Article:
British Columbia

Amidst Tofino's housing crisis, First Nation builds homes for desperate workers

How bad is Tofino’s housing crunch? Just the other day, Mayor Josie Osbourne met a young man who said he’s essentially been living in a hammock for the last year.

21 newly built shipping container homes will be available for rent on Tla-o-qui-aht land this summer

Crew member Jon David works on one of 21 new housing units built out of shipping containers that will be available to rent this summer on Tla-o-qui-aht First Nation land near Tofino. (Gabriel Teo/CMHC)

How bad is Tofino's housing crunch? Just the other day, Mayor Josie Osborne met a young man who said he's essentially been living in a hammock for the last year.

"He's got it all worked out and he seems happy, but is that really suitable and is that really the way someone is going to want to live in the long term? Of course it isn't," Osborne told CBC News.

The district's latest estimate, from 2015, shows that close to 300 seasonal workers were in need of suitable housing — about 20 per cent of the summer workforce.

That's why Osborne is so excited about a new project by the Tla-o-qui-aht First Nation that turns shipping containers into rental homes.

"It's really fantastic," she said.

Matthew Seitcher is the foreman on the Tla-o-qui-aht First Nation's new shipping container housing project. (Matthew Seitcher)

Twenty-one units on the nation's reserve just outside of town should be ready to welcome tenants this summer. They'll be available to rent for workers and band members through the Tla-o-qui-aht housing department, at what's been described as affordable rates.

Matthew Seitcher, the nation's public works manager and foreman on the container project, said the homes are desperately needed.

"There's a massive housing shortage out here in Tofino and the peninsula. It's incredibly hard to find anything that's affordably rentable. People come out here and they work, and it's basically working just to live," Seitcher said.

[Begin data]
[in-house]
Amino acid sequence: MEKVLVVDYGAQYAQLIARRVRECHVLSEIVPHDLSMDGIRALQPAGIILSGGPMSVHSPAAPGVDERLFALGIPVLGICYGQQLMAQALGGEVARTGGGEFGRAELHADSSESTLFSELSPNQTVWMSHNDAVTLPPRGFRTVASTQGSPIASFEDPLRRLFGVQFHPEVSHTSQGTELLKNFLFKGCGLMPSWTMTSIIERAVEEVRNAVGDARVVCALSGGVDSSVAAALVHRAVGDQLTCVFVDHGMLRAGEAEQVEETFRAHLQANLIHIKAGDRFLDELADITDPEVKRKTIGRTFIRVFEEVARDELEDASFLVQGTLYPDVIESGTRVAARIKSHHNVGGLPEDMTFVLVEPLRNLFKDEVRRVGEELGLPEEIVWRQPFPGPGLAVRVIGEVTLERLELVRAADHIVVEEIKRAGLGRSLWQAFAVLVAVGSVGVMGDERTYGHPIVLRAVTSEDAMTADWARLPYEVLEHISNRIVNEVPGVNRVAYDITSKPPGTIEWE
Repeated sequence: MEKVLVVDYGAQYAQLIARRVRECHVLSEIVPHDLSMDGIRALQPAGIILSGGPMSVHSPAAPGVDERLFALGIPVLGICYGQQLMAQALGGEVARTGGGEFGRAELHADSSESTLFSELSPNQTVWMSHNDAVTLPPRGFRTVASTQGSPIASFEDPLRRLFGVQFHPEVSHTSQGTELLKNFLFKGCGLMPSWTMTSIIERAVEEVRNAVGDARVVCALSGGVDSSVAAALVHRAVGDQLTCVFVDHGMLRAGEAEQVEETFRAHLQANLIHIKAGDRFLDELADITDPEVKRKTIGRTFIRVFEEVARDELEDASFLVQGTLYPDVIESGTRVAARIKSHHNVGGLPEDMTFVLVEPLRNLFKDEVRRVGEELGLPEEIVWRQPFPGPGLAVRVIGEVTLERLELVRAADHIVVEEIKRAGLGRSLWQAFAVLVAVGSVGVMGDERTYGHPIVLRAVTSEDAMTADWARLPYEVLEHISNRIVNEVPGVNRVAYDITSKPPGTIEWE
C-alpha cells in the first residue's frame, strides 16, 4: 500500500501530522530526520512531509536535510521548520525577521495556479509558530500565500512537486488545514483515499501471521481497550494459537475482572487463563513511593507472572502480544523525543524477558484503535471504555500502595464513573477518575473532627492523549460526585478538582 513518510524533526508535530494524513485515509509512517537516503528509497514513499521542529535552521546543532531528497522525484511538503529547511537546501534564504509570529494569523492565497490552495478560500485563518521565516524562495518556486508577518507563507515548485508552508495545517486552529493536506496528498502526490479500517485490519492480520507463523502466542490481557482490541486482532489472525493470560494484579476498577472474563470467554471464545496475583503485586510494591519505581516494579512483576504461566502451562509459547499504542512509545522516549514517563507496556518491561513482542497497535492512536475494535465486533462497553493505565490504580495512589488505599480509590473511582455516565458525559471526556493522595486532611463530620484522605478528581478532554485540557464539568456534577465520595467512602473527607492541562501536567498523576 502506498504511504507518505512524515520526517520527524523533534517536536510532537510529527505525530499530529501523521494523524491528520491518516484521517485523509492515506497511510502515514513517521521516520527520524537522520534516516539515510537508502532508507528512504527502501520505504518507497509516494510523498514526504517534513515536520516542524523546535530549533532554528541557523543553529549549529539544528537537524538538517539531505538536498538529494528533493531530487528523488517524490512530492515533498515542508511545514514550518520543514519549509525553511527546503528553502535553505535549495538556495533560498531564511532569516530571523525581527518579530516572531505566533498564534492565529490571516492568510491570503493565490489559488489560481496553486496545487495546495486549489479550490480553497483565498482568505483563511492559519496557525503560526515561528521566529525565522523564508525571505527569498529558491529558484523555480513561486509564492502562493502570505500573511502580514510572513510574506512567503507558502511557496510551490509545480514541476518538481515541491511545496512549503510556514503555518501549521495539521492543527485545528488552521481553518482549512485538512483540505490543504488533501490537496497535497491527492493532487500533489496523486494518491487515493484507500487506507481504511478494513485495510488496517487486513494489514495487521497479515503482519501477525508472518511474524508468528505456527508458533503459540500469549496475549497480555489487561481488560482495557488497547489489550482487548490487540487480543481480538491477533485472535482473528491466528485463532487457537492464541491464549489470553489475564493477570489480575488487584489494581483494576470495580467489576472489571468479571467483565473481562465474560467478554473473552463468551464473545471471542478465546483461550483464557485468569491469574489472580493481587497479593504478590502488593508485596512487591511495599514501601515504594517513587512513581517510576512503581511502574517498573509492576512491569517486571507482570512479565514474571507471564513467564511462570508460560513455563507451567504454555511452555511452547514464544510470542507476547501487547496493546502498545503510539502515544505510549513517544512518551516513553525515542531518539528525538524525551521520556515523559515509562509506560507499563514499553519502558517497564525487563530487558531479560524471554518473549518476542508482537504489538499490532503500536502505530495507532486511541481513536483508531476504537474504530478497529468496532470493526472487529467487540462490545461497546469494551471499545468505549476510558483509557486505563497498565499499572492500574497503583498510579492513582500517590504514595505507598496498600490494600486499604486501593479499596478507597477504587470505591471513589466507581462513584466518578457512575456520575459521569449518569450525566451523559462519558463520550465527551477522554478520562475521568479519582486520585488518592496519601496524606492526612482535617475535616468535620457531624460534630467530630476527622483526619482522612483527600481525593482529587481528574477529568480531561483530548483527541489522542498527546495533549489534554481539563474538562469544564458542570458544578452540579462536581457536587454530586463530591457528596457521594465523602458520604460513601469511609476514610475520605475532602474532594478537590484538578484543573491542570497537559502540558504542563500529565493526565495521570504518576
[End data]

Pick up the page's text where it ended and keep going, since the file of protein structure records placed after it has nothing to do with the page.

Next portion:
The new structures include four two-storey eight-plexes designed to house seasonal tenants. There are also five single-family homes with two or three bedrooms that average about 1,200 square feet.

The Tla-o-qui-aht First Nation project includes two units made of eight containers each. (Gabriel Teo/CMHC)

Right now, they're about 70-per-cent done, thanks to a year of work from a crew of Tla-o-qui-aht community members trained through a six-week program at North Island College, sponsored by Indigenous and Northern Affairs Canada and Canada Mortgage and Housing Corporation.

Seitcher said the team has worked out "incredibly well," even though there was a bit of a learning curve as everyone figured out how to match up classic stick-framing with the metal containers.

"Some of the guys have been working in carpentry for years, but it's typical stick-framing for them," Seitcher said.

"Some of the younger guys, they were fairly fresh. It's slow at the beginning, but it's certainly picked up its pace. That's just as well because they got the bugs out and figured out how things are going to attach properly."

There are also five single-family homes constructed from four containers each. (Gabriel Teo/CMHC)

But he pointed out that the container homes will only help a small number of people affected by the housing crisis.

"I think we'd like to do more building in the future, for sure," he said.

The District of Tofino is currently in talks with the Nation about expanding the project in the future, perhaps on a piece of land the Tla-o-qui-aht own within the town's limits, Osborne said.

If you are interested in housing affordability, check out CBC's new podcast, SOLD! Host Stephen Quinn explores how foreign investment in real estate divides community, class and culture. Find it at CBC Podcasts or Apple Podcasts.